Waiting game: Why some traffic lights don’t ‘see’ you during a snowstorm
As motorists take to the roads after the snow storm, some travelers reported traffic signals not changing at intersections in Greater Williamsburg.
Cleanup efforts from Thursday to Sunday cleared the roads, but drivers have noted a strange phenomenon occurring in James City County and Williamsburg: traffic signals aren’t changing sometimes.
Motorists traveling on Monticello Avenue, Rt. 199, Jamestown Road, Settlers Market Boulevard, John Tyler Highway, and Ironbound Road have said they’ve been sitting at intersections much longer than normal, according to community reports.
Snow and ice can obscure the ‘inductive loop’ detectors in the road, according to City of Williamsburg Public Works Director Dan Clayton.
“I don’t believe the snow, in and of itself, causes the detectors in the pavement to not detect vehicles,” Clayton wrote in an email. “But instead, because of the snow, it’s difficult to see where you should stop.”
While roads in Williamsburg are maintained by the city, most roads in James City County are maintained by the Virginia Department of Transportation.
VDOT has also said the traffic signals not changing might be caused by drivers’ actions, not the traffic lights themselves.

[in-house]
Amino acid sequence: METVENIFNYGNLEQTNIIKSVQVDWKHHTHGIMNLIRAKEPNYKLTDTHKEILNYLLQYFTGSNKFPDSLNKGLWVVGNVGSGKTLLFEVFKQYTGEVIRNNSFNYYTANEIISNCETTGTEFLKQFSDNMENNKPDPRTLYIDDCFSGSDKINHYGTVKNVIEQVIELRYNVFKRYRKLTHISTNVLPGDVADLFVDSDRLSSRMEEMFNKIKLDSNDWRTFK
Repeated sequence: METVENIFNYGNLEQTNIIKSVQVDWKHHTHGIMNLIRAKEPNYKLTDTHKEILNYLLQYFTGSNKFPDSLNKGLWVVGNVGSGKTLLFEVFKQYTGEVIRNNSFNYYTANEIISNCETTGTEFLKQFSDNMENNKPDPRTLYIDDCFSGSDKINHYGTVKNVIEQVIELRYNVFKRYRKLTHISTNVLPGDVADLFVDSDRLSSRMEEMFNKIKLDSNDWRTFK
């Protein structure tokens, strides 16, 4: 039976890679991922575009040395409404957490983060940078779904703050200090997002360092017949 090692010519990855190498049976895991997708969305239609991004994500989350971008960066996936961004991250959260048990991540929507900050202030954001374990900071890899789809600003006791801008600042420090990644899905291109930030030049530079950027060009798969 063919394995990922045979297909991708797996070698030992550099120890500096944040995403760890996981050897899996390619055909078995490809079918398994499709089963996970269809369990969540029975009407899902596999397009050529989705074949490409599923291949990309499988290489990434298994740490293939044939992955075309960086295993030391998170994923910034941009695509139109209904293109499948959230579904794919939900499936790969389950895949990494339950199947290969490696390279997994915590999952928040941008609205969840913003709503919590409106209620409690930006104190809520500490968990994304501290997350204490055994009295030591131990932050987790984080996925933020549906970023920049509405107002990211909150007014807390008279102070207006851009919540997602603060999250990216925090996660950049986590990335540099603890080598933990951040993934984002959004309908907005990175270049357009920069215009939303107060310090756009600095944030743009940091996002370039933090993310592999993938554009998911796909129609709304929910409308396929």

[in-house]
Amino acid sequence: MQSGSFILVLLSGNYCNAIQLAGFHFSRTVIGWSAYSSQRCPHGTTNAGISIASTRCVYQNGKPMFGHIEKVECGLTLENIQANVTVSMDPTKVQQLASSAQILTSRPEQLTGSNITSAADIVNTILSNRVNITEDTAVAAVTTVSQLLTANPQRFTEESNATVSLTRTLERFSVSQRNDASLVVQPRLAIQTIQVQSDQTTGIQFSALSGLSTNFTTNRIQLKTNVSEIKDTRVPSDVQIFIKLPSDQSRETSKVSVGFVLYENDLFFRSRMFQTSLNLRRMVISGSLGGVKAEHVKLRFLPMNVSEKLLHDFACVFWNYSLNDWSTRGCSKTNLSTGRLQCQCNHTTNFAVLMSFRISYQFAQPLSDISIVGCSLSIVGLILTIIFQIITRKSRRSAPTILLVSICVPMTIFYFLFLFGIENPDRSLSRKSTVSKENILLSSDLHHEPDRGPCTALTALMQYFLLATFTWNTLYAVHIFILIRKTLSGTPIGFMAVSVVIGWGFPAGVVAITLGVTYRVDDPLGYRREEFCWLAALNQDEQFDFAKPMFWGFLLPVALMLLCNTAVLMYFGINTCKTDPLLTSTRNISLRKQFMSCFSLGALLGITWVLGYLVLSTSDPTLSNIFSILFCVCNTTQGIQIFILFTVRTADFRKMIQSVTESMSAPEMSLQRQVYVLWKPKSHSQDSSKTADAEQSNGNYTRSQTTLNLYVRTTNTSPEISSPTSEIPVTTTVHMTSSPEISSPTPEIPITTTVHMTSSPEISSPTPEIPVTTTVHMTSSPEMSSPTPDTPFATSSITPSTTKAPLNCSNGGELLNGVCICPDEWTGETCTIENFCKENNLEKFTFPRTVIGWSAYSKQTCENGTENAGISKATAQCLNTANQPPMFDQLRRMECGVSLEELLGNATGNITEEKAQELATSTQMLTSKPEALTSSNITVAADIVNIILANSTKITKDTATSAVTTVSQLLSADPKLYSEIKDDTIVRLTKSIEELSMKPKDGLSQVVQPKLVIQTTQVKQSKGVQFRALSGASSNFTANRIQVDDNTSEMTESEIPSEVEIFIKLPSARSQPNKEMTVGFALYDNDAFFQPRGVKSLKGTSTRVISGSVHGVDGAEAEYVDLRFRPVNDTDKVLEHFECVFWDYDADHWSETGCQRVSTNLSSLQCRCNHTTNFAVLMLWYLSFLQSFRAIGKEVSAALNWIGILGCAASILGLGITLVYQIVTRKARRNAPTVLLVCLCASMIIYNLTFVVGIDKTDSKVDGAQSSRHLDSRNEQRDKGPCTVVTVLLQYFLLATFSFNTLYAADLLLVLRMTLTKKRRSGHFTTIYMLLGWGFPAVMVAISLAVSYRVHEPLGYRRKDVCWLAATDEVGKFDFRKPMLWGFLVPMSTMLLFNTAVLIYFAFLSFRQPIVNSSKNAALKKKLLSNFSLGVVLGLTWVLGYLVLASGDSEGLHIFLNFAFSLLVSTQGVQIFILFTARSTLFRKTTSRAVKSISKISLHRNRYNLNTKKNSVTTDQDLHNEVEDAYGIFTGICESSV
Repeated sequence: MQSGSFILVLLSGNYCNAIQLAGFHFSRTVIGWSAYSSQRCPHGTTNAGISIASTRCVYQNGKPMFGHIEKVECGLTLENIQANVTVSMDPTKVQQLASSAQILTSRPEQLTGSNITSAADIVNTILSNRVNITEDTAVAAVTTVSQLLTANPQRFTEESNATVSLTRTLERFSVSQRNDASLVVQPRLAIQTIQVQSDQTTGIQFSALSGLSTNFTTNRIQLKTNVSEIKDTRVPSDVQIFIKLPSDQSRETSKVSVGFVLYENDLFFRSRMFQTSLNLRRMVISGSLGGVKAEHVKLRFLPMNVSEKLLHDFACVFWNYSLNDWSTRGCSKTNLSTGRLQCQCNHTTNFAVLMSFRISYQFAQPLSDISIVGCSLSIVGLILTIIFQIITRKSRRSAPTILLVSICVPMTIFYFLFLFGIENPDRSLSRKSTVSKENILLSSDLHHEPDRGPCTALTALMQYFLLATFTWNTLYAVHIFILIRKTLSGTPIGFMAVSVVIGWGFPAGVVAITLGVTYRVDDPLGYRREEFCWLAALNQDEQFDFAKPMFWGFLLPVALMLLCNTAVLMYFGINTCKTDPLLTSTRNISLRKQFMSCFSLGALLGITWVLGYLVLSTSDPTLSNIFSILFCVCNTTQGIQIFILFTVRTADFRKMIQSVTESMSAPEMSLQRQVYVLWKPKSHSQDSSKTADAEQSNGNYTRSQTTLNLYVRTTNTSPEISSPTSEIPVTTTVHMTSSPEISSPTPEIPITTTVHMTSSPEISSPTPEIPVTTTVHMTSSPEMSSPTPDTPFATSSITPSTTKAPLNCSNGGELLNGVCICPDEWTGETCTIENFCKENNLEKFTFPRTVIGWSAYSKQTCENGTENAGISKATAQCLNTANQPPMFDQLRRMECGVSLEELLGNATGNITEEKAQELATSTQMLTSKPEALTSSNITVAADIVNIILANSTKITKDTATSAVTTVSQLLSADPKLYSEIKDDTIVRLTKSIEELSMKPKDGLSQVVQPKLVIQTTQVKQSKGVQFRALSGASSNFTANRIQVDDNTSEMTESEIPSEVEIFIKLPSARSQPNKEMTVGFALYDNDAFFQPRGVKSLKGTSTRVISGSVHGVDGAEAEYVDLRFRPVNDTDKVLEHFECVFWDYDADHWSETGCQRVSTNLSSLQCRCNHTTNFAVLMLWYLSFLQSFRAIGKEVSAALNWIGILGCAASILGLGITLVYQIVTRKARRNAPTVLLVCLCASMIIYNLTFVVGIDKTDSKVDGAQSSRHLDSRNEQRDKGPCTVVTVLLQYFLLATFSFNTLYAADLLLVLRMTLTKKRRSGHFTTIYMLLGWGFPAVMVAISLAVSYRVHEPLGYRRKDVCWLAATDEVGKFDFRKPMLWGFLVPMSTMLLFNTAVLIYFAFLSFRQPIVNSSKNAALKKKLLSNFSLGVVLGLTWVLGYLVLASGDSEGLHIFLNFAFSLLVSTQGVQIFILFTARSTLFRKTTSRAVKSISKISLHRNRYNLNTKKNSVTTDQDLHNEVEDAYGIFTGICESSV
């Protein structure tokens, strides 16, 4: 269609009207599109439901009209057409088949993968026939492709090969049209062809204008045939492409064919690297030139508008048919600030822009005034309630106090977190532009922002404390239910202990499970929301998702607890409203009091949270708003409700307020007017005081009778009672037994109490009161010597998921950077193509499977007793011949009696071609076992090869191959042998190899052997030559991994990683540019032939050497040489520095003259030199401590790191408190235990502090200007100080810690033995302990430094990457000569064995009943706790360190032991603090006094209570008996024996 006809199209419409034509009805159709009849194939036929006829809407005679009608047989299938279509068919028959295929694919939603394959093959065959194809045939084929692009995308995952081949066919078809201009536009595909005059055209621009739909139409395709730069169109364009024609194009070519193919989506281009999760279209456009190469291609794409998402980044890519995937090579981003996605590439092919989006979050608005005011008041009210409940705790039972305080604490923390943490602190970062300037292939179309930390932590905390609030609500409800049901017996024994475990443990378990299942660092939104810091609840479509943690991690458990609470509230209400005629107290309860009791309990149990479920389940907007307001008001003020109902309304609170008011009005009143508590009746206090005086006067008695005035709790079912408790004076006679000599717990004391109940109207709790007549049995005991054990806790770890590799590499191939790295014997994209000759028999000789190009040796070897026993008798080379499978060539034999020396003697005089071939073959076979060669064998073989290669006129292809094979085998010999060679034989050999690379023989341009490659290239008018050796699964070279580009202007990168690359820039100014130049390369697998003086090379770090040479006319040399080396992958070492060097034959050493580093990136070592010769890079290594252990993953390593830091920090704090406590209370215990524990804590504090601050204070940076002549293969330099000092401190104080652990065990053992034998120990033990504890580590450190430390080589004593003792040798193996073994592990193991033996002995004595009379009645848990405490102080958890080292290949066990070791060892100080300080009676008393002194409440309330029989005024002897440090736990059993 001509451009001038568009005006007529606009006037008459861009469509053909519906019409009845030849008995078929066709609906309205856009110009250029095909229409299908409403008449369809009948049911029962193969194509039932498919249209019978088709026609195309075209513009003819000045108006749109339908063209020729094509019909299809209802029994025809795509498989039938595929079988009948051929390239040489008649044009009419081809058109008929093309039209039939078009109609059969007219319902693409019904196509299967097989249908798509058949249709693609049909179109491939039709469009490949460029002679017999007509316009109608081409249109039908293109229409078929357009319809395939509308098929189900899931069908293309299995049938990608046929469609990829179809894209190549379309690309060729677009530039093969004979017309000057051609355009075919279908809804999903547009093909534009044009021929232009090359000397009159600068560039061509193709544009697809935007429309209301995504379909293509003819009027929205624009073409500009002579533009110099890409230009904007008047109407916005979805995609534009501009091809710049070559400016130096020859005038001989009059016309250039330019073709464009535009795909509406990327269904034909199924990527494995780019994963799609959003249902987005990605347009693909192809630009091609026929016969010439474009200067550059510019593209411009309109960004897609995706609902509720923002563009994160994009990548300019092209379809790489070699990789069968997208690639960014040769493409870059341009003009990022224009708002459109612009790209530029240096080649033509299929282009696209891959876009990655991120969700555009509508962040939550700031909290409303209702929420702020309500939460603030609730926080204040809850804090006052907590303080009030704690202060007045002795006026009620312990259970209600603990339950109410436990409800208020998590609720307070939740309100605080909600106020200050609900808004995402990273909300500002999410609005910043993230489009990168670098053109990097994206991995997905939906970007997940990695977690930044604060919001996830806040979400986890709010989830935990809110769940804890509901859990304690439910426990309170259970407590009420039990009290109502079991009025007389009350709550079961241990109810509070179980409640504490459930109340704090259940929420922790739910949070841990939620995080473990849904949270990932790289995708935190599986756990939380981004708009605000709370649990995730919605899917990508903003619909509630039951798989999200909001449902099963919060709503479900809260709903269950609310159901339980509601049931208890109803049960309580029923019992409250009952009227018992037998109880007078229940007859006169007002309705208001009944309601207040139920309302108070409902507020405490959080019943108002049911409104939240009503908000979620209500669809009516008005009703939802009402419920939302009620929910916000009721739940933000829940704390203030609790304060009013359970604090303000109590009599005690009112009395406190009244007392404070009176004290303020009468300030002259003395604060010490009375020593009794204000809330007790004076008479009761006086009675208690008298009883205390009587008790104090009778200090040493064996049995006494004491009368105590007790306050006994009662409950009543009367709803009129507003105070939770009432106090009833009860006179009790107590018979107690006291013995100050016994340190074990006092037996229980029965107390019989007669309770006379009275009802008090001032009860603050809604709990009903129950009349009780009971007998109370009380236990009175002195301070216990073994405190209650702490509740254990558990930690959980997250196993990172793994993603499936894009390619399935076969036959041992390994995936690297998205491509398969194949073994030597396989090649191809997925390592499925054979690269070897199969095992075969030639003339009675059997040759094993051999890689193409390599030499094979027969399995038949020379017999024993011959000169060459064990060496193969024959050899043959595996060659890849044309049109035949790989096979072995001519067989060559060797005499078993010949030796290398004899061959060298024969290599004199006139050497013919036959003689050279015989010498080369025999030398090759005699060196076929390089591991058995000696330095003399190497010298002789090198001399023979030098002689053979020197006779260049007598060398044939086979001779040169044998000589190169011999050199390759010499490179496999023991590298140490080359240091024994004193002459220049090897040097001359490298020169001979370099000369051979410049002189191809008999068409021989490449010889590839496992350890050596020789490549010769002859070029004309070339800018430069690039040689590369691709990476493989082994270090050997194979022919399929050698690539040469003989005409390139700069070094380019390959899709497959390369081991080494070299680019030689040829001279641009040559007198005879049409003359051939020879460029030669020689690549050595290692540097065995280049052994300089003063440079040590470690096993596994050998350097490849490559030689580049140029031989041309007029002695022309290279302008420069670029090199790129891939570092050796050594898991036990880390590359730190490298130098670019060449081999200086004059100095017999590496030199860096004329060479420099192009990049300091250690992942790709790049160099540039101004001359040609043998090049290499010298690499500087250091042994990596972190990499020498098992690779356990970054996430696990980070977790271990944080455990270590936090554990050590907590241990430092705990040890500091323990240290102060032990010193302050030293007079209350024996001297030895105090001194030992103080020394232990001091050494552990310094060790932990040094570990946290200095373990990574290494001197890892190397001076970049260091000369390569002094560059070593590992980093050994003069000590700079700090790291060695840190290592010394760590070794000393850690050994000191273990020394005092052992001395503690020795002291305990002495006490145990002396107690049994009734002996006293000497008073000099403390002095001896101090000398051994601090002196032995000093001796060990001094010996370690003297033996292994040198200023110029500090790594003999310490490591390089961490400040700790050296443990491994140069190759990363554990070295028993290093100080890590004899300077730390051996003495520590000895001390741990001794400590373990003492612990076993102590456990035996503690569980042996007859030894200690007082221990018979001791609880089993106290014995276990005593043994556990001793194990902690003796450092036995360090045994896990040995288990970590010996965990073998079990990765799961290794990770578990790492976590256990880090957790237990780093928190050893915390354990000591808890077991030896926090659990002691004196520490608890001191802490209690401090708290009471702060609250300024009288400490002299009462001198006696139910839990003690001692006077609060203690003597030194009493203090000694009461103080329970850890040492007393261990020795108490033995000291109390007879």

“When the lane lines are obscured by snow and the wheel paths are not aligned with the lane, it’s probable that vehicles are not getting into the 6 feet by 40 feet detection zone and therefore the signal controller does not change because no vehicles are detected,” VDOT spokeswoman Brittany McBride Nichols wrote in an email.
For motorists though, it was an unpleasant experience.
After waiting for the traffic signals to change at the intersection of Rt. 199 and Jamestown Road, Stephanie Cleary’s family drove through a red light when they could “drive ahead safely,” Cleary wrote on Facebook.
Cleary said her vehicle was well within the lane. Retrospectively, she said, if her family was stopped by a police officer she’d have told the officer the light “never changed.”
It can be legal for motorists to travel through a red light in Virginia, but only under certain conditions.
State law allows for motorists to cross through an intersection if the traffic signals “controlling” the intersection aren’t working due to a power failure, or if another event prevents the lights “the giving of signals,” according to the law.
While some roads and intersections are still being cleared by plowing crews, Clayton is urging travelers to align their vehicles properly at intersections.
“If you don’t stop at the right place you won’t be detected,” Clayton wrote.